Doctor in the House
Venue : Woodrush High School
Date : March 1965
Genre : Comedy
Tony Grimsdyke, A Medical Student
Simon Sparrow, A Medical Student
John Evans , A Medical Student
Vera, A Lady-In-Waiting
Bromley, A Hospital Porter
Sir Lancelot Spratt, A Surgeon
Miss Winslow (Riggie), A Nurse
The Matron, A Battleship
Janet, A Nurse
Tradition Kept Up With A Comedy
After considerable thought and some apprehension, Wythall Dramatic Society, decided to maintain a tradition of comedy by presenting "Doctor In the House". But their doubts must have been dispelled for the moment the curtain first went up on Ted Willis's amusing portrayal of medical-student life.
Under the superb direction of Peggy Foster, the company gave a shar, and to say the least interesting interpretation of a well-tried comedy that stands up admirable to repetition.
Spiced with breathless action and a little stunning dialogue, the plot took just a little time to warm-up, but then the cast made themselves at home in a wonderfully detailed set.
As the "fresh" medical student, Simon Sparrow (an excellent name for one of such timidity), Cliff Gadsby never once failed in his characherisation. As his compatriots educated him in a newand easier way of life, he adapted himself easily, but at all times remained shrouded in a gown of respectability that tended to "spoil the fun".
Maurice Simpson was equally successful in his portrayal as a lounging, devil-may-care colleague, Tony Grimsdyke, intent upon regular failure of examination.
He enjoyed his part as much as he did Simon's "breaking-in", and showed an exellent grasp of a part that demanded some very capable acting. His plots were always bright, and into them he injected an enthusiasm that must have rubbed off on the the others.
Gerry Smith was, perhaps, the least impressive of the three. But then his part was obviously intended to be of less importance. His existance added little to the story, but he made the best of what was largely a bad job.
Faced with the hopeless task of keeping the "boys" in some form of order, Vera, played by Estelle Shutkever, had little success. There was more credit in her performace than in her powers of persuasion, though a forceful image might have been more acceptable. She "coped" well with an awkward accent, but at times let it wander to both extremes.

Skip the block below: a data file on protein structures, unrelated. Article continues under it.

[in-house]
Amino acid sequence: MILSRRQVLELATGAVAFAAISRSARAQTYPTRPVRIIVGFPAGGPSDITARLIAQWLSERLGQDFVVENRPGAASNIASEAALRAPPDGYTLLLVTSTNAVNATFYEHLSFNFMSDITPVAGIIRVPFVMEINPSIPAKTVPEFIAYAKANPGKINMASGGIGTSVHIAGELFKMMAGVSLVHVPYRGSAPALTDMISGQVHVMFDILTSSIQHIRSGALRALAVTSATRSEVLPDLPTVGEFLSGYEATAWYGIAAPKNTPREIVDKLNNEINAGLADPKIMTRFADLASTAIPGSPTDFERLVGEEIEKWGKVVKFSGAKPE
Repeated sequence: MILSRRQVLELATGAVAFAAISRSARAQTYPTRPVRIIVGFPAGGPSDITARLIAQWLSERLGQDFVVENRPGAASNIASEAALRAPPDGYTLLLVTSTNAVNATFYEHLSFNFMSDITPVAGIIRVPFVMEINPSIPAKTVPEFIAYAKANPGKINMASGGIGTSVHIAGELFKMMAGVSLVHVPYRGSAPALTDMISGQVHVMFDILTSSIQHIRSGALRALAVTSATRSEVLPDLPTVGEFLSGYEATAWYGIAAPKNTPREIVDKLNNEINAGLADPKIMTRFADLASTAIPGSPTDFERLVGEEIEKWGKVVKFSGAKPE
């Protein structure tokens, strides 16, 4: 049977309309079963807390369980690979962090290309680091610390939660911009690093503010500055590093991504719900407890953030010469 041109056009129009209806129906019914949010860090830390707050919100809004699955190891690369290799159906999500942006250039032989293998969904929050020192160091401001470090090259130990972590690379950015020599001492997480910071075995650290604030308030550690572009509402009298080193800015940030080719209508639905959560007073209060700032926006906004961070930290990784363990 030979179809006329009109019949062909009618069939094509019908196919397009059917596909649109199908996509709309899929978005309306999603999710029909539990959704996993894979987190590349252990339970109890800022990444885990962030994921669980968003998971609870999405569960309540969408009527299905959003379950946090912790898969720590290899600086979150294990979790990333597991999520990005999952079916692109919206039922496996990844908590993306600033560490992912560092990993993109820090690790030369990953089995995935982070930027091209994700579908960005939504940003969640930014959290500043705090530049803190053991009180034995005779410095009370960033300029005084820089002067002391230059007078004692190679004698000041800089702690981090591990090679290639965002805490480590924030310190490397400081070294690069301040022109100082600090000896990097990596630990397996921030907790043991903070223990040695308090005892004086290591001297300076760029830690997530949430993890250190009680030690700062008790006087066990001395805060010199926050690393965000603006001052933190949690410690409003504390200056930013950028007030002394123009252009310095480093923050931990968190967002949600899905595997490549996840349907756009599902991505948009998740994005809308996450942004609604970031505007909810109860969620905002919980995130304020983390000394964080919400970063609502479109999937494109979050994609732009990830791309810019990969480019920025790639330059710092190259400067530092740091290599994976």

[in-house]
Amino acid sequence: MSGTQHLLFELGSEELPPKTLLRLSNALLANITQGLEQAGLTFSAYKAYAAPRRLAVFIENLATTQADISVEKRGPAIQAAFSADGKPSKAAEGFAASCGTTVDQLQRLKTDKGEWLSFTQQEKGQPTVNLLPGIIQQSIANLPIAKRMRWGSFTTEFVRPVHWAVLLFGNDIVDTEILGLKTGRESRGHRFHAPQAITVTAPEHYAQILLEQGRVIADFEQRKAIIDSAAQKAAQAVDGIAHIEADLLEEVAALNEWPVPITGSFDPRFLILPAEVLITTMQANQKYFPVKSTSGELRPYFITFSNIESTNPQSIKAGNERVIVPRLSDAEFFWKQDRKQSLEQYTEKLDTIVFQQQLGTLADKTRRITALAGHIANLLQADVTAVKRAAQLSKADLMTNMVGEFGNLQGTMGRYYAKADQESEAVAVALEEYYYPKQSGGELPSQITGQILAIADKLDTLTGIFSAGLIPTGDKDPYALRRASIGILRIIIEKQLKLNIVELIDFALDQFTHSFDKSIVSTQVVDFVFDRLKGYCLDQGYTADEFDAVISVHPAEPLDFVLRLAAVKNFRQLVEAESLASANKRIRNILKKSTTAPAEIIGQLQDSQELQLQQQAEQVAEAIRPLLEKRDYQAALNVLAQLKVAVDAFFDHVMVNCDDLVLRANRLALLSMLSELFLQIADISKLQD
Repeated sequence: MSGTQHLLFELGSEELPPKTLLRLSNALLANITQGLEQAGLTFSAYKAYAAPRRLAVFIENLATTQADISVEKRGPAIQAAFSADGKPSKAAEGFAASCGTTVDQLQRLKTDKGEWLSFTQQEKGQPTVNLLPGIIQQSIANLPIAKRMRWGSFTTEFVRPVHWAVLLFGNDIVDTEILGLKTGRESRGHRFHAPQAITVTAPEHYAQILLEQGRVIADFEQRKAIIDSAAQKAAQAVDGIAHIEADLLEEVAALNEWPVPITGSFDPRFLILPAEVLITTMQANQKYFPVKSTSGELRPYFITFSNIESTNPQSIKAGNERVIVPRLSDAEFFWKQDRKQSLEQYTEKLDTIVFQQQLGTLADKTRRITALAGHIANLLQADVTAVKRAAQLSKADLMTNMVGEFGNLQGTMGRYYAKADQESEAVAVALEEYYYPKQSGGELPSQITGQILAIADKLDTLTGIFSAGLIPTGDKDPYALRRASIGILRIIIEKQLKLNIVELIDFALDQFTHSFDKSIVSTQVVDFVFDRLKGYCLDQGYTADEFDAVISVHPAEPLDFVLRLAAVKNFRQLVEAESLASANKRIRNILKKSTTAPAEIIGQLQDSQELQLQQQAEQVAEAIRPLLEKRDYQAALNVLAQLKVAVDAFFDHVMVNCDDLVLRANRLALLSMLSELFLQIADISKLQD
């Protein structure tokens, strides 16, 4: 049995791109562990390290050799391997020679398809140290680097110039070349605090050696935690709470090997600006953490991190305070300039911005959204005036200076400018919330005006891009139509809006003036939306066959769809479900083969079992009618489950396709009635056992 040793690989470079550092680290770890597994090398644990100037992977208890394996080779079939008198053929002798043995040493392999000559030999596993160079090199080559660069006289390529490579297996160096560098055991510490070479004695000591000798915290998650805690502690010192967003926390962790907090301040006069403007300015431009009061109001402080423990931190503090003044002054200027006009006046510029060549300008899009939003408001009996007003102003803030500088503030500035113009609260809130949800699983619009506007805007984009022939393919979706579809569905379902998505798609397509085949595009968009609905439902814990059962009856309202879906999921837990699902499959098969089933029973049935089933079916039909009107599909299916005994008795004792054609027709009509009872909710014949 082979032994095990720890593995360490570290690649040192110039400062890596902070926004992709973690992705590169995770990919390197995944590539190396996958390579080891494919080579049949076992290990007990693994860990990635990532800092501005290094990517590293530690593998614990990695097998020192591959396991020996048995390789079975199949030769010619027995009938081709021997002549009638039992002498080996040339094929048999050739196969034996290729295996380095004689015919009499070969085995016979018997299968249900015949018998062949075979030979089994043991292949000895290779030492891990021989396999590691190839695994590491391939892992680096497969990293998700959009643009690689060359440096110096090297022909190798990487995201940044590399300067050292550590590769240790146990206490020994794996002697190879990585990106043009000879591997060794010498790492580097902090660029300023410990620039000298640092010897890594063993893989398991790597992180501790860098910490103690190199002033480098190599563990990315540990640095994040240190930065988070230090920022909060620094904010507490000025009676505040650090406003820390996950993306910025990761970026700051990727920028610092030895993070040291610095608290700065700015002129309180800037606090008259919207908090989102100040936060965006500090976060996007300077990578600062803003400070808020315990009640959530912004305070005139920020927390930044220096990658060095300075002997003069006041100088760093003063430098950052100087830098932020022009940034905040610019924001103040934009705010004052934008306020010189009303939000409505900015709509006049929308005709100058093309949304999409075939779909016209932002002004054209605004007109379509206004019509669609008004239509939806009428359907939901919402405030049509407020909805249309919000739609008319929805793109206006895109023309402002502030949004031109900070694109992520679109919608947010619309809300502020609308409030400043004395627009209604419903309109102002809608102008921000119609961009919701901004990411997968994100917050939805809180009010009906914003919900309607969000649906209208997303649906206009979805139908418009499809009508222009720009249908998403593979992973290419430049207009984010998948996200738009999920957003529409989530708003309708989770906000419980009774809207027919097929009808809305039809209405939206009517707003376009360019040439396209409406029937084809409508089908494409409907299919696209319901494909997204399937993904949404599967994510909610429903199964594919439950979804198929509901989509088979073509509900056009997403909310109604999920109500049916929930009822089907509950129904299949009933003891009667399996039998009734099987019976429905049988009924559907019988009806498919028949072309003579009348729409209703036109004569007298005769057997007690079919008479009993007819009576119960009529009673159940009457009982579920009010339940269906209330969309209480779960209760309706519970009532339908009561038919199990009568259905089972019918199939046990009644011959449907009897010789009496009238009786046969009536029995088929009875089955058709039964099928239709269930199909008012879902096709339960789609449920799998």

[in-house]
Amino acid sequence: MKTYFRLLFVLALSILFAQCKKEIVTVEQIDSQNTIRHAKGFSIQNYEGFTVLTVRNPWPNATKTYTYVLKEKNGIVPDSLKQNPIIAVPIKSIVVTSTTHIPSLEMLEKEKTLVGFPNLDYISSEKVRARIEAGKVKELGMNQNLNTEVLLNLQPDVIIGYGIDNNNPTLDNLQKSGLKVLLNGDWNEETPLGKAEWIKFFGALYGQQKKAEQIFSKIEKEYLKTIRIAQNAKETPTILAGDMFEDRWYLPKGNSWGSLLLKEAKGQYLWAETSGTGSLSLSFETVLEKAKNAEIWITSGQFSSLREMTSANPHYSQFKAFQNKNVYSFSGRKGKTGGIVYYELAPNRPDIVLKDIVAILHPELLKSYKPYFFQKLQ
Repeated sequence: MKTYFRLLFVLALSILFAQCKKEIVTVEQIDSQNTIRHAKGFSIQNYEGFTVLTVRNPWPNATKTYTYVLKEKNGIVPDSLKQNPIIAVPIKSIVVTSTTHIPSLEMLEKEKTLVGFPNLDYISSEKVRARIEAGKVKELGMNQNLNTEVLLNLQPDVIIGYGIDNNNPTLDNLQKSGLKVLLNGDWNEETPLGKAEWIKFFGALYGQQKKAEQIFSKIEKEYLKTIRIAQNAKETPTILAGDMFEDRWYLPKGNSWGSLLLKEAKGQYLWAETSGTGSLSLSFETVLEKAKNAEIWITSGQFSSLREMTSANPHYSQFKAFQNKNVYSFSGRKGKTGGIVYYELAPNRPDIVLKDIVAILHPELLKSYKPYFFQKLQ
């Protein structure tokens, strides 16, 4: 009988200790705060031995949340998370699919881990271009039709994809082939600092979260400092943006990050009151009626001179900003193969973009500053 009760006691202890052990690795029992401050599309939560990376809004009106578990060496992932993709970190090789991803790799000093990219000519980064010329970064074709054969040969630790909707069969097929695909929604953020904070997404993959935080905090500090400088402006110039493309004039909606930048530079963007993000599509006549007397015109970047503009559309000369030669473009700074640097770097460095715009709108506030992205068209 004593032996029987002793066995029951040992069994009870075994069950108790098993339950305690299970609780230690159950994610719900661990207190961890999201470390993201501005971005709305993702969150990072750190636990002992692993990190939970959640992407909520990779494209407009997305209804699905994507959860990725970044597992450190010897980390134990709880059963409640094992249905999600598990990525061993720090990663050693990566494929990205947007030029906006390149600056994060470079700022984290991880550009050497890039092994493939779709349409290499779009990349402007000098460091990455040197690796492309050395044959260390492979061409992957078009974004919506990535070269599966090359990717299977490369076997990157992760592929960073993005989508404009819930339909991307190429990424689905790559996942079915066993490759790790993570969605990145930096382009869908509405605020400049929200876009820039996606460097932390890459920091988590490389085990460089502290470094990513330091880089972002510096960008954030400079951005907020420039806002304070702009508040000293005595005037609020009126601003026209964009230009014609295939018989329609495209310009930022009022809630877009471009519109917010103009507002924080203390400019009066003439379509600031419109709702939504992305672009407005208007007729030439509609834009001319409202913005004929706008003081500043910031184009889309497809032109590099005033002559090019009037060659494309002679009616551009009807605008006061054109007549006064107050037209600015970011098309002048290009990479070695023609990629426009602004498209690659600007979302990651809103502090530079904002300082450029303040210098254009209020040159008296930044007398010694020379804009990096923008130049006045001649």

An ear-splitting performance by Jack Parramore as Sir Lancelot Spratt, a domineering surgeon who takes it upon himself to help nephew Simon out of difficulty, left the audience gasping. As he swapt and bellowed about the stage, his appearance soon made an immediate and lasting impression. He was ideal for the part.
M.C., Solihull News
Wythall Successfully Meet the Doctor's Challenge
A lady sitting near to me asked, "What is going on?" and her companion relied: "I think it has started," and it had. The Spring production of Wythall Dramatic Society was under way, much to the amazement and disbelief of the audience.
The house lights were still full on and the music was just fading out when a man walked in front of the curtains. He was wearing a grubby white overall and as stage manager announced that on of the actresses had been taken ill; the play would be delayed for a few minutes and he asked: "Is there a doctor in the house?"
Two men from the audience, one each side of the hall, shouted "yes," jumped up onto the stage, recognised each other as old medical school mates and started reminiscing. After a few minutes one went off to attend to the "ill actress" and the other remained in front of the curtains and started telling the audience about their college days. The curtains went back, and so did the clock to those days in college and the play was then well under way.
M.L.D, Redditch Indicator
A Lively Production at Wythall
The witty dialogue of Dr in the House provides a sound basis for a successful production. The rest depends entirely on the skill of the company.
Wythall Dramatic Society showed up very well in its handling of the comedy, seizing the opportunity to present one of its most lively and amusing productions to date.
On of the biggest contributors to the play's success is Maurice Simpson who gives a polished performance. Estelle Shutkever adds sparkle as her usual competent self, although her accent does not match her other capabilities. Cliff Gadsby and Ted Pedvin lend valuable support.
Unknown, Birmingham Evening Mail